Everyday, Representative John Boehner is further solidifying his role as GOP party leader on Capitol Hill. He hasn't always been the man for compromise on key pieces of legislation (ie, Healthcare and Financial Reform), but he is now slowing but surely becoming the man Democrats will need to go to in order to forge any meaningful deal before November. With both the expiration of the Bush-Era Tax Cuts and the Mid-Term Election looming large, incumbents in both parties are in a mad frenzy to appeal to their constituents in any way, shape, or form. While it is most definitely possible that Boehner's recent comments and subsequent shift on the Bush Tax Cuts may seem as a ploy to neutralize President Obama's blitz campaign on Congressional Republicans, it is most definitely Boehner's way of forging and solidifying himself as a compromise man on the economy and as a true Republican leader. Congressional Republicans are still readying themselves to fight the expiration tooth and nail, but John Boehner is taking a different, more calculated, approach to the matter. Rather than fighting fire with fire, Boehner is instead bringing a pale of water, rather than another torch.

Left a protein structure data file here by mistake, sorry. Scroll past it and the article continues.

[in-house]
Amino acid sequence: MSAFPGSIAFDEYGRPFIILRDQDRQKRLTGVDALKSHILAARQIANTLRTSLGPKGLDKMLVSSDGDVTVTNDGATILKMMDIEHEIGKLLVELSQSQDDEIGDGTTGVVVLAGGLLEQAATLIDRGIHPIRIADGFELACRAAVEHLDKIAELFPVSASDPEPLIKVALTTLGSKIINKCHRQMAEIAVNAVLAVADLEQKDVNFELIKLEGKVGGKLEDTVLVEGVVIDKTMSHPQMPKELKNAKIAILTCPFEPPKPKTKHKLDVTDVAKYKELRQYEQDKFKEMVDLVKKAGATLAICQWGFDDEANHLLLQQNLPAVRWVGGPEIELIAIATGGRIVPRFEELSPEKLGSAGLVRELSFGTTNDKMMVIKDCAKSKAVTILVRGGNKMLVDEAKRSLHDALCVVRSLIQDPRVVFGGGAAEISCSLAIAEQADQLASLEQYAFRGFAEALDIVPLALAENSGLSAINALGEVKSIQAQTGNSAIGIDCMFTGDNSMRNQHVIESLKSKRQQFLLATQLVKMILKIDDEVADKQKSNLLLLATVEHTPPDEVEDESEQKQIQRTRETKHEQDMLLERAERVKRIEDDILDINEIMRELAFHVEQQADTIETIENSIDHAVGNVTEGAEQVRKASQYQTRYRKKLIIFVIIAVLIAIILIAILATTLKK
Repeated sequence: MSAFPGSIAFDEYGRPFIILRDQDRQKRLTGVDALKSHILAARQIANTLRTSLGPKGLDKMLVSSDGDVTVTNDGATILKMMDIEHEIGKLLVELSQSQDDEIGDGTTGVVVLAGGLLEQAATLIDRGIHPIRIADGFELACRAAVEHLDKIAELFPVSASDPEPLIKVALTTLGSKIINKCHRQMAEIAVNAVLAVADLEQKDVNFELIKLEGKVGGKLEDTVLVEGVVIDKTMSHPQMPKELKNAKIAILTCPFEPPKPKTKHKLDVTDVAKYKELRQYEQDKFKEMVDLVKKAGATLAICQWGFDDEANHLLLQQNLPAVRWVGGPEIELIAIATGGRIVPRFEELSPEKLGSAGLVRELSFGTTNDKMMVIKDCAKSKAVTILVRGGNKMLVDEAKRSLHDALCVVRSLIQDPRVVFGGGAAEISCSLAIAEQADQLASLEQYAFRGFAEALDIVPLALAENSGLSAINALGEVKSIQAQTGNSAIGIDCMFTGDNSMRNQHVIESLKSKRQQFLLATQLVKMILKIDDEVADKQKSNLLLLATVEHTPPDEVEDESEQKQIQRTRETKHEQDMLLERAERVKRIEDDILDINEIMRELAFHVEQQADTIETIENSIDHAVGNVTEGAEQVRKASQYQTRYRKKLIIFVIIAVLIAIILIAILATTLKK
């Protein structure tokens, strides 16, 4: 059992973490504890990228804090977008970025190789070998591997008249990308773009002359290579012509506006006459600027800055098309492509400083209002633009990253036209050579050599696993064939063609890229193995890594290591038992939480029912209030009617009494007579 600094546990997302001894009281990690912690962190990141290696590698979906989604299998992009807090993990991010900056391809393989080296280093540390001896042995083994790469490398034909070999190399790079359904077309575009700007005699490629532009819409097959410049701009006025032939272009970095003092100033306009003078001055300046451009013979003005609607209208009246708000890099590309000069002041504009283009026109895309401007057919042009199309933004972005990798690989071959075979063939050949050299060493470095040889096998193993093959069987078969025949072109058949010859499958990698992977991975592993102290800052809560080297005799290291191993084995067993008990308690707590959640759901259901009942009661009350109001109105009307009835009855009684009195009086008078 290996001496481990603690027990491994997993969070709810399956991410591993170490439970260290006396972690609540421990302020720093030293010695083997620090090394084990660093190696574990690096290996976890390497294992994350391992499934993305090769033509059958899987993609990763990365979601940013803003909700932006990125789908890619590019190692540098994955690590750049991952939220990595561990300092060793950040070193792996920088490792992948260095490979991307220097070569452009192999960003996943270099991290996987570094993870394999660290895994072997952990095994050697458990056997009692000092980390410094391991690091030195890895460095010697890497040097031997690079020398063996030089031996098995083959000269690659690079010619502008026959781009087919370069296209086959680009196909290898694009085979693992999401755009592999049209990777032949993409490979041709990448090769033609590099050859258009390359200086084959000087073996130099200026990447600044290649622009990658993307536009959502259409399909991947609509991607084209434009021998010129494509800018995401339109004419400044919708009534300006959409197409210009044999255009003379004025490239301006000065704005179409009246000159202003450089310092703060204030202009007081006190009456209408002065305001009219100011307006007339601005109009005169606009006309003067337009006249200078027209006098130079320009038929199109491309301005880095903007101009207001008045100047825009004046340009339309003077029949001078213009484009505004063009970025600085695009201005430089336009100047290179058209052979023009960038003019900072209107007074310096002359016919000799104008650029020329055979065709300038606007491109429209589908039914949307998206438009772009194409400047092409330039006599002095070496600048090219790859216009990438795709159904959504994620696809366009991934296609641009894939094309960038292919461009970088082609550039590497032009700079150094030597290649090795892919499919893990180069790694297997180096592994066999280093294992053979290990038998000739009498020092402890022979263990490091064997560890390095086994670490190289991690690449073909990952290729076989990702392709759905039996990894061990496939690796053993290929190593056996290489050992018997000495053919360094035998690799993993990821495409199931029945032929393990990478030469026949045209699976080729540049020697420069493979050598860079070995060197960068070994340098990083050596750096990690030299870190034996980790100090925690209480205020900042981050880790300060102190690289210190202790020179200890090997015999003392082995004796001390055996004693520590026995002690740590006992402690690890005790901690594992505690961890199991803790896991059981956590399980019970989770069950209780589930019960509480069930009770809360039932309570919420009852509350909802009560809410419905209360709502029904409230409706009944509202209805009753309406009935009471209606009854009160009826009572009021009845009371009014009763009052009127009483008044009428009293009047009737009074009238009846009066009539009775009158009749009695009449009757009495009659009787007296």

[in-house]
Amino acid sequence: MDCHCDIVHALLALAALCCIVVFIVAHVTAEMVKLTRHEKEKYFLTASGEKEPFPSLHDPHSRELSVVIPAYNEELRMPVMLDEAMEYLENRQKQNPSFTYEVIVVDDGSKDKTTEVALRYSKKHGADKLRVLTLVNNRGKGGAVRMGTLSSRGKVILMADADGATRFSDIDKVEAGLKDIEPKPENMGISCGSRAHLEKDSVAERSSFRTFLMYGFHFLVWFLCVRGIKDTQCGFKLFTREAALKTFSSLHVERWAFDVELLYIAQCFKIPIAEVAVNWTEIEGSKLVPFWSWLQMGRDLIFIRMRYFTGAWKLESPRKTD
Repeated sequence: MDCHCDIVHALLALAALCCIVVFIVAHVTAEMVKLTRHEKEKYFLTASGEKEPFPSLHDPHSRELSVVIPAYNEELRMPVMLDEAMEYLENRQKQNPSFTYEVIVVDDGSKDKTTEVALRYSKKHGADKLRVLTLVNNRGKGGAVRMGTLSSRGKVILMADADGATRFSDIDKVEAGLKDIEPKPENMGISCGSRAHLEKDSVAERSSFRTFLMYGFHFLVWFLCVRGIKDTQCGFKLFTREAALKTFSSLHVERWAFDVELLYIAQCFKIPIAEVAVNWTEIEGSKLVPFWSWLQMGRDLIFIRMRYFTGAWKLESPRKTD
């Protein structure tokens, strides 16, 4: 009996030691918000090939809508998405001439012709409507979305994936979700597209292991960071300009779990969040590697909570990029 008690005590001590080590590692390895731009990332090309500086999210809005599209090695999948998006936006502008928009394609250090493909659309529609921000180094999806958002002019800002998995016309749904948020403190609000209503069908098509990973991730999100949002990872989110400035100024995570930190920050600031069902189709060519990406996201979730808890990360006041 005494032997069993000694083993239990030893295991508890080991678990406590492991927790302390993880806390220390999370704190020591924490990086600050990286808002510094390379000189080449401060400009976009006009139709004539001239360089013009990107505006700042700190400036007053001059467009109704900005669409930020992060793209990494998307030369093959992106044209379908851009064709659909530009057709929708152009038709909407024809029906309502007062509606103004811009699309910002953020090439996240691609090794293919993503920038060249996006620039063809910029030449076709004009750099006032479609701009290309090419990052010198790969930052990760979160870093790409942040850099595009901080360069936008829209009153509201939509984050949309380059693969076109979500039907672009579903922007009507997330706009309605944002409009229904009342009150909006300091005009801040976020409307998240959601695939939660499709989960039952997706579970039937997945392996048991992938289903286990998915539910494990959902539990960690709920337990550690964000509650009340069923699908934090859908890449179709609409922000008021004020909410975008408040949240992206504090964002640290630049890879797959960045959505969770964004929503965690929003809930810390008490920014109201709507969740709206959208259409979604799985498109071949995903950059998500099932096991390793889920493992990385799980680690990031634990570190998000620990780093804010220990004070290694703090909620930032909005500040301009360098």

If his plan of allowing tax cuts for the wealthy (earners of $250,000 or more in annual income) to expire and keeping in place the tax cuts for the middle class, he could very well be looking at some middle class appeal come November. Much like Florida Governor Charlie Crist's tactical maneuvering and vetoing of the controversial SB6, this could garner, in one fail swoop, broad appeal to a rather large chunk of the American voting base regardless of their party affiliation.
Strategic political planning? If Boehner and his aides have their heads on straight, you most definitely bet it is.